AfriLabs is a network of the tech hubs and labs across Africa. The labs serve as an accessible platform for bringing together technologists, investors, tech companies and hackers in their city. Each lab shares a focus on entrepreneurs, Web and mobile-phone programmers and designers.
Bill has put together an excellent blog post on how we’re growing the AfriLabs network. We’ve moved from the original 5 to 14 labs and hubs across the continent.
iHub – Kenya
Hive Colab – Uganda
ActivSpaces – Cameroon
BantaLabs – Senegal
NaiLab – Kenya
MEST – Ghana
iceAddis – Ethiopia
Co-Creation Hub – Nigeria
iLab – Liberia
RLabs – South Africa
BongoHive – Zambia
Malagasy i-Hub – Madagascar
m:Lab East Africa – Kenya
Wennovation Hub – Nigeria
An AfriLabs Director
We’re looking for AfriLabs first director, someone who understands the tech hub models and is able to help build the network, connections to it from media and investors and be a general connector for everyone. It’s a challenging position that requires someone who is good at community building, and can speak well with international corporates, foundations and media.
The AfriLabs Director can come from any country in Africa, and the HQ for AfriLabs is wherever the AfriLabs Director resides.
Funding for this position has been provided by our partners at Hivos. We’re seeking further funding and partners as the AfriLabs network grows, so if your company or foundation is interested in working with (or promoting) technology spaces across Africa, do get in touch.
Research on Africa’s Tech Hubs
Since we started the AfriLabs network, tech communities in many countries in Africa have started their own spaces. These range in model and makeup, from incubation and training spaces like MEST Ghana to co-working environments such as ActivSpaces in Cameroon, and community spaces like the Co-Creation Hub in Nigeria. Governments have gotten involved with places like the Botswana Innovation Hub here in Gaberone, and some academic institutions are jumping in as well like we see with the Strathmore iLab in Nairobi.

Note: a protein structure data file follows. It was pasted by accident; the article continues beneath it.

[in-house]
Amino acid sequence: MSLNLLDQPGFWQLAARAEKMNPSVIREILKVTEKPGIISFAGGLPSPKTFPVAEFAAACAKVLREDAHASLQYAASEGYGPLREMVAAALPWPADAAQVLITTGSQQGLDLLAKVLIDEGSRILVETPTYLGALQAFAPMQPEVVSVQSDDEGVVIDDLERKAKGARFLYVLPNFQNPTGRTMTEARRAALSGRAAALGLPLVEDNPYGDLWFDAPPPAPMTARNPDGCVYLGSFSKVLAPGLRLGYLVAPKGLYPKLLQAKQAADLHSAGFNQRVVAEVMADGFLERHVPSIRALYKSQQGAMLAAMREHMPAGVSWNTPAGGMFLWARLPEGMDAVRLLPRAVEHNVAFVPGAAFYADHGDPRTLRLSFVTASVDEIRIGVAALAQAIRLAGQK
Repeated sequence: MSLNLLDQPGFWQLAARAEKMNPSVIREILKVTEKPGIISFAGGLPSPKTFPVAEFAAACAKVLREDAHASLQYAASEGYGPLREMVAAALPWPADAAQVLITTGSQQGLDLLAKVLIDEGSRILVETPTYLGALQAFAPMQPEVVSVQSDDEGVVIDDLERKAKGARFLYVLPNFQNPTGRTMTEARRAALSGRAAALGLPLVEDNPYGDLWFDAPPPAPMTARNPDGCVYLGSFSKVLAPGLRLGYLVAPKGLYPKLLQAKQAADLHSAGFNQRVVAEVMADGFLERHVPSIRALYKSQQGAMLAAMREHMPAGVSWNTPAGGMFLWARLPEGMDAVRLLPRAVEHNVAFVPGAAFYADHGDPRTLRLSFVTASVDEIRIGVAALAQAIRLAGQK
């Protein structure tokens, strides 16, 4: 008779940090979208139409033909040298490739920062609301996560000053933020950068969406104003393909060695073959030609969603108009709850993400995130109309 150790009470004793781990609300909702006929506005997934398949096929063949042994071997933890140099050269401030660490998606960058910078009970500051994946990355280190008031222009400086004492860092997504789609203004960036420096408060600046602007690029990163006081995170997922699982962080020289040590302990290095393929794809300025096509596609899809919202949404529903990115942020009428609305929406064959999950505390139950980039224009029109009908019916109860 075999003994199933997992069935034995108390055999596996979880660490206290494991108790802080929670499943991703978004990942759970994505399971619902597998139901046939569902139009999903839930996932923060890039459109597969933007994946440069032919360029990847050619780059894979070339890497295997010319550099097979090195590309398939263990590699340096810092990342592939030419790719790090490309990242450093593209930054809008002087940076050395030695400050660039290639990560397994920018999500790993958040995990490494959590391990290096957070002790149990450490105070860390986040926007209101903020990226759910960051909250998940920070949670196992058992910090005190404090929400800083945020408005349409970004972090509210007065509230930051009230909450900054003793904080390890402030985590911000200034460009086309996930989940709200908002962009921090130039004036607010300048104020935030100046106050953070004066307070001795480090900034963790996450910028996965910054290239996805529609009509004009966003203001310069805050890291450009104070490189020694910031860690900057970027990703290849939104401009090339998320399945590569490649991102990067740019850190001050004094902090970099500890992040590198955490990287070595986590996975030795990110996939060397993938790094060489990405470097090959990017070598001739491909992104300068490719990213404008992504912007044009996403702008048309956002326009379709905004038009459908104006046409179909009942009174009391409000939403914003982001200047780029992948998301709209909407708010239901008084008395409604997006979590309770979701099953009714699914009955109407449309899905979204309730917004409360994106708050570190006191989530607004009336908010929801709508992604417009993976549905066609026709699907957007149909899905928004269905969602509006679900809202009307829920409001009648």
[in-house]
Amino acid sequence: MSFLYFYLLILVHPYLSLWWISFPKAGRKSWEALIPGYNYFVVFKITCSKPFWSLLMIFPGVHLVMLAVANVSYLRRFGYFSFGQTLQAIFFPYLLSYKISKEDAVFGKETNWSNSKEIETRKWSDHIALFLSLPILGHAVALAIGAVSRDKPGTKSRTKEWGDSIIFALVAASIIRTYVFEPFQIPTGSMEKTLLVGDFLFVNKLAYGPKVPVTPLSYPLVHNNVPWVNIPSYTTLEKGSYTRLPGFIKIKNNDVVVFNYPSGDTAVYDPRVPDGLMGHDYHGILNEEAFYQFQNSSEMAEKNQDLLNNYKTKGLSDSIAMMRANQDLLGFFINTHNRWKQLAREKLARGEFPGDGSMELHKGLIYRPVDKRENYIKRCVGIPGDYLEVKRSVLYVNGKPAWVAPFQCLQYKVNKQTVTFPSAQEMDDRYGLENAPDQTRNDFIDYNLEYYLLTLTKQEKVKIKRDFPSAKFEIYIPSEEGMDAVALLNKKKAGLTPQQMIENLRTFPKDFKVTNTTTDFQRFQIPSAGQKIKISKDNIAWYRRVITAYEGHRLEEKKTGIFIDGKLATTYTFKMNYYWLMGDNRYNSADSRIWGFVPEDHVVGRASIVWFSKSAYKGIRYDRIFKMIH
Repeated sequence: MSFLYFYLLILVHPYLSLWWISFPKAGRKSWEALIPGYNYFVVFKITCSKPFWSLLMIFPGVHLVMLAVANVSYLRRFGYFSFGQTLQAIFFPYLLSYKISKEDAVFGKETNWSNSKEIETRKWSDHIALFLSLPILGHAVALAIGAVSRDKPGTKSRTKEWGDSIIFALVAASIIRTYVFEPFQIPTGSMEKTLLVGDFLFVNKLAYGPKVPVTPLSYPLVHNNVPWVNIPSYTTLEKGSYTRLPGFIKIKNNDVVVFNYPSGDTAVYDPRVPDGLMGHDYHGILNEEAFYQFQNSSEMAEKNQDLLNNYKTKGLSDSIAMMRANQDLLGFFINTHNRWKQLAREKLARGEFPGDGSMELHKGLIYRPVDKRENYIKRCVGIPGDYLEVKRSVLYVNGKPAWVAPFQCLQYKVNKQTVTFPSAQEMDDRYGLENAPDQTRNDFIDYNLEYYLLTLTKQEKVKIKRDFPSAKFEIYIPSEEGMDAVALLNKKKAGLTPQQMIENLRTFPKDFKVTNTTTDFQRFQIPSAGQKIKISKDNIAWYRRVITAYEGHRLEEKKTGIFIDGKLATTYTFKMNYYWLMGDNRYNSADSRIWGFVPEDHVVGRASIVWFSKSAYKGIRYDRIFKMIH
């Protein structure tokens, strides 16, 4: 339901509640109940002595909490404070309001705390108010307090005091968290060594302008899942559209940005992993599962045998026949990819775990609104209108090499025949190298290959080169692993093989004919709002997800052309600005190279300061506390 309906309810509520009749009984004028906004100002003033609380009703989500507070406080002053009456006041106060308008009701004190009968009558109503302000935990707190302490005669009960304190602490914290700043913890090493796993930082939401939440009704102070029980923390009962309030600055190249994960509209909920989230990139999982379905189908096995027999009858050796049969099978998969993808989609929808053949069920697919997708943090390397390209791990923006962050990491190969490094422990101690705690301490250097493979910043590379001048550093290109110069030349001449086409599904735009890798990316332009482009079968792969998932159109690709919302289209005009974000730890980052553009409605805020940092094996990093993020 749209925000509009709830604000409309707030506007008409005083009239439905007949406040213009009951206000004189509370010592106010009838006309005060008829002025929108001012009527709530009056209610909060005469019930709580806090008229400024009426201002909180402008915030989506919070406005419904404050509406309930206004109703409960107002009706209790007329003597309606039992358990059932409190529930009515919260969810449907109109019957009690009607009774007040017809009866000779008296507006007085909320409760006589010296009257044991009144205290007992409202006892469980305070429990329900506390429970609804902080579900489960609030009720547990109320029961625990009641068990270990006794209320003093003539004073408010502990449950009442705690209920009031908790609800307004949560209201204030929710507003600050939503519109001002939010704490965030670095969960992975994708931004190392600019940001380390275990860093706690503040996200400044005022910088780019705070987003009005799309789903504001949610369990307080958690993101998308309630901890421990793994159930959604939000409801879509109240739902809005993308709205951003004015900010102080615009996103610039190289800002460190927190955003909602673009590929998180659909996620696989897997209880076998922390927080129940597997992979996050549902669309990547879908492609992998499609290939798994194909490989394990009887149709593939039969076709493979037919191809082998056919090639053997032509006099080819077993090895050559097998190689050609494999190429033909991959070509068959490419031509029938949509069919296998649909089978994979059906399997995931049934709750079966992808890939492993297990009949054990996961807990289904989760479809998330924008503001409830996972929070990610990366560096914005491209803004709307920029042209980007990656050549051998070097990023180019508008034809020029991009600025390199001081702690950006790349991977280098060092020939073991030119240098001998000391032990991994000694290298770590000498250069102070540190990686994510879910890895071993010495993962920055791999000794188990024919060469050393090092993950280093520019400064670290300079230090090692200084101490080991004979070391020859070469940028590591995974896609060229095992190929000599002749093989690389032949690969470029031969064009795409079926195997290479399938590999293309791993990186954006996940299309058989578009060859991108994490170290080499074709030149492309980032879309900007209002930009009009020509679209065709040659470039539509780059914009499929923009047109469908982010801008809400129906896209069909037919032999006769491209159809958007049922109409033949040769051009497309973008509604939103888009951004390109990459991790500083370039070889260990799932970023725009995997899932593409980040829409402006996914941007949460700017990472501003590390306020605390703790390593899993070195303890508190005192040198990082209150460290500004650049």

The iHub Research team has started doing case studies on the labs, and have started a research paper on the Impact of ICT Hubs (PDF) (this first one on the iHub). They’ll need further funding in order to take this to some of the other tech hubs across Africa.
This is estimated to be a 3-year-long study on 15 selected ICT Hubs across Africa. The main objectives of the study are to:
- Investigate what factors make up the ICT Hubs model;
- Understand the entrepreneurs/start-ups and the value of the ICT Hubs to their business ideas through a representative sample size representing the different membership tiers;
- Assess the impact of the Hub to an individual member based on the different memberships categories;
- Survey the factors that make the members to continue to use the space.
- Compare the different Hubs/Labs and the unique factors in each that make it to work;
- Study the Impact of the ICT Hubs on the economyâ€™s development that is adoption of new technologies and innovations of employment leading to improvement in the living standards.
Initial funding to get AfriLabs off the ground was through Hivos, who also supported the iHub back in 2009 before anyone believed that a tech hub in Africa could really work. They continue to support the ecosystem through funding the AfriLabs Director position (mentioned above).
One of the organizations that has really stepped forward to help give seed funding to the new tech hubs is Indigo Trust. They recently convened a meeting in London where they flew in a number of the managers from these facilities to meet and talk about what would be needed. This was the same type of discussion that was had in Nairobi with another group of tech hub leaders at the Open Innovation Africa Summit.
Google, Omidyar Network and infoDev have also been strong supporters (monetarily as well as other resources), with multiple hubs and labs. We seem to have reached the point where there is enough critical mass in the number of tech spaces, and enough support for them from corporates and foundations.
AfriLabs serves as a great vector for all of this to come together, applying resources to help liase and coordinate the communications and events between the tech hubs, and at the same time providing that larger target for media, investors, corporate and funding partners to find the initiatives in each country.